James explained that they think that coaching in schools works in much the same way as in sports teams – whilst you see the performance on the pitch or in the classroom, it is the work that goes on behind the scenes that makes that possible.
The team attribute their success to focusing on doing a few things really well. They have invested a lot of time in developing their expertise in pedagogy, carefully considering the science, craft and nuances of what makes great teaching. Individuality and creativity are valued and celebrated. James explains that they want “individuality underpinned by shared principles.” James uses the helpful analogy of an art class – whilst the class might learn a particular technique, you wouldn’t want everyone to produce identical artworks. The leadership team visit every lesson every day, which Josie says provides the “litmus test” for the quality of teaching and learning.
Like most schools, the team at St John the Baptist have been revisiting their curriculum planning in recent years. Their recent focus has been on looking at cross-curricular knowledge, identifying where the same concept, idea or skill is being taught in different ways and aiming to reduce pupils’ cognitive load. There has been a shift in how professional development is managed, allowing more time for subject-specific pedagogy. Staff training sessions have been shortened and are always immediately followed by time in departments. Josie explains that this provides time for teams to immediately contextualise and embed new ideas. Time has been set aside to allow opportunities for in-department masterclasses and these have played an important role in sharing expertise and supporting less confident members of staff. The team feel that this time in departments is essential for developing subject-specific pedagogy and mastery. Their peer reviewer for Effective Learning Behaviours commented:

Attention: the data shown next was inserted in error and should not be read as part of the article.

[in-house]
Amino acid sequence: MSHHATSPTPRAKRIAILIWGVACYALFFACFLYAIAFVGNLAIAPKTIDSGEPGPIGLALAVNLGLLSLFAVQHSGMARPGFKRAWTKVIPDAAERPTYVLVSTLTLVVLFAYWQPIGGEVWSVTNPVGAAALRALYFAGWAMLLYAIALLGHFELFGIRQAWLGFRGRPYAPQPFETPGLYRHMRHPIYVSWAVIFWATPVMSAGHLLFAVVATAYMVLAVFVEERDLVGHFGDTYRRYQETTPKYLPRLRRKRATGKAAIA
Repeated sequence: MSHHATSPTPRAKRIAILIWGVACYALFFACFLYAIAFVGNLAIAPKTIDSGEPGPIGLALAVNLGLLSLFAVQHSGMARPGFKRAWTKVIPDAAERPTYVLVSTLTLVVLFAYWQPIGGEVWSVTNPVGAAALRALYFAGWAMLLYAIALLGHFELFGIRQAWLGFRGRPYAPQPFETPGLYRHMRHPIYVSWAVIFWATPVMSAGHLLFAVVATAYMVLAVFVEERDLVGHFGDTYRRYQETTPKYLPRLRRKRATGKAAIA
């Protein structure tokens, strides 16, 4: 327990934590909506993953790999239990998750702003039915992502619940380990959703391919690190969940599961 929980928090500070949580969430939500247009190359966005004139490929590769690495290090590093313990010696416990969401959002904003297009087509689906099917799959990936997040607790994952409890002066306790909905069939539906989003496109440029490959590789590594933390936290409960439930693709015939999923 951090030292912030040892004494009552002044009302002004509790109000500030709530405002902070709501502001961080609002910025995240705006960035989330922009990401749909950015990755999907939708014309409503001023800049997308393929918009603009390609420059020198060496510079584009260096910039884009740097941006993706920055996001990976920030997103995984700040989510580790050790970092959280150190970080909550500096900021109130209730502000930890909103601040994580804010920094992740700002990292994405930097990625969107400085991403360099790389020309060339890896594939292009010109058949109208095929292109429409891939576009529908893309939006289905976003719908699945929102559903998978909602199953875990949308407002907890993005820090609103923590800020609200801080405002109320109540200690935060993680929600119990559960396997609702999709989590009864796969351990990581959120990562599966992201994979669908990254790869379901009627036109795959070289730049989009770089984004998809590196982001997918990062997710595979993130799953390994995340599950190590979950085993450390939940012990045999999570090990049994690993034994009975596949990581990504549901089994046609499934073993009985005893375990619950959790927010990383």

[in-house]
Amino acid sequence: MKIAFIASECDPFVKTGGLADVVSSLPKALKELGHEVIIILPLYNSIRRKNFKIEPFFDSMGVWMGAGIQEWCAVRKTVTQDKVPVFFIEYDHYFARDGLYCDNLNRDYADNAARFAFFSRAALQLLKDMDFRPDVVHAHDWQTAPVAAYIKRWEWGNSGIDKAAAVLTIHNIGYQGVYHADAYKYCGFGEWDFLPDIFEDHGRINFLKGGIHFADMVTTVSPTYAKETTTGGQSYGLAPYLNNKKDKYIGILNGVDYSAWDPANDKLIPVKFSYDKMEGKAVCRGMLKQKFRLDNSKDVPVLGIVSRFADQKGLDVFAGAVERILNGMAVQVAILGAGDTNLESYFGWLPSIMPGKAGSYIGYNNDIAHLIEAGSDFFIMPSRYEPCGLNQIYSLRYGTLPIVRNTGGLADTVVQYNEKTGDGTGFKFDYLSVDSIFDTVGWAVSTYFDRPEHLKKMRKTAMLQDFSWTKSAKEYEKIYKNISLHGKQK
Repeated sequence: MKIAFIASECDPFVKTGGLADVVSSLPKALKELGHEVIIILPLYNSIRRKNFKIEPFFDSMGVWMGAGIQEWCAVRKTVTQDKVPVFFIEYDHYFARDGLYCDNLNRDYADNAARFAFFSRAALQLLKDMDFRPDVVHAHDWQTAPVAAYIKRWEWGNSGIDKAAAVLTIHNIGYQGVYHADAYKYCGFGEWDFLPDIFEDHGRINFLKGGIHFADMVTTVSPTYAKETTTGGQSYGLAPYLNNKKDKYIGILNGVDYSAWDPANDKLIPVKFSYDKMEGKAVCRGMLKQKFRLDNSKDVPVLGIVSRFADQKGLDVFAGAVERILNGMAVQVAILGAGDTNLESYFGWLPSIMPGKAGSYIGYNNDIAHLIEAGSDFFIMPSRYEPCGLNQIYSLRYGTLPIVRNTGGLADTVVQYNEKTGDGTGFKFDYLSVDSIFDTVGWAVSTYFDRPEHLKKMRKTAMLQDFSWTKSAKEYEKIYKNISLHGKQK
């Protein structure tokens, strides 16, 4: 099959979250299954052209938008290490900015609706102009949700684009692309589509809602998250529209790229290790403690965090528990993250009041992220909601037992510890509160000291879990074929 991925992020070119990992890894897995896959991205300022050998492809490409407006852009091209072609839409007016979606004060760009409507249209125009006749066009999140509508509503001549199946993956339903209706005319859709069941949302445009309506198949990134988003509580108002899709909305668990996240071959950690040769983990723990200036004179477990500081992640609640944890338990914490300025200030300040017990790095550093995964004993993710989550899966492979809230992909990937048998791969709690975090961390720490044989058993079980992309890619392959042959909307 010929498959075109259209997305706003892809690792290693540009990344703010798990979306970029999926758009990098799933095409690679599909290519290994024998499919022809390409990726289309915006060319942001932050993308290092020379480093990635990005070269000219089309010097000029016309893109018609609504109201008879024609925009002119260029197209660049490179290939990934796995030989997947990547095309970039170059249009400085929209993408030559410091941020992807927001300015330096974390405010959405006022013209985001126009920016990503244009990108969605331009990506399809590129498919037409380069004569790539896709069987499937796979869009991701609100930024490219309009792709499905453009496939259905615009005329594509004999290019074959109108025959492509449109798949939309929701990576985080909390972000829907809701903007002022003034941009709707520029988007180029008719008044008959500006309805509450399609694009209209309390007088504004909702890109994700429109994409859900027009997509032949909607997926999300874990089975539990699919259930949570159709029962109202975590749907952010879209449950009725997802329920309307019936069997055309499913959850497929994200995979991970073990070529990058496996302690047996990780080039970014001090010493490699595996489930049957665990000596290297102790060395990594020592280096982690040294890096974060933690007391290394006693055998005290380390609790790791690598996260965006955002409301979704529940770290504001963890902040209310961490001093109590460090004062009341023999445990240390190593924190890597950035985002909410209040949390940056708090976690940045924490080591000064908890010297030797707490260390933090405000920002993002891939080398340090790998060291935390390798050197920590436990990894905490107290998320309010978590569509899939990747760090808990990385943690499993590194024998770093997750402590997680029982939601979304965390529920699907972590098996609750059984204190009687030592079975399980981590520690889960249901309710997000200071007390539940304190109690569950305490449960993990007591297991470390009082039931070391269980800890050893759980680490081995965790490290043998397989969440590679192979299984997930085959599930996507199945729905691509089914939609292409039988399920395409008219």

“The development of the school’s work over the last seven years on mastery learning was inspirational and provides us with real food for thought as we move into the second year of our own journey in this area. In particular, the interplay of the school’s teaching model, curriculum planning and assessment approaches to create a truly coherent “mastery” curriculum was impressive.”
The successes at St John the Baptist are founded on a commitment to support every child to achieve. As Josie says, they recognise that every member of the team is employed first and foremost as a teacher and as such their focus is always on how to improve what happens in the classroom. Their motto “Have faith … believe you can!” is lived out by staff as well as students.
Framework for Exceptional Education
The Framework for Exceptional Education is SSAT’s flagship school improvement and planning tool. It can be used as a self-evaluation tool and is free of charge to all SSAT member schools. Find out more.
Leading Edge is a national network for high-performing schools. Find out if you are eligible.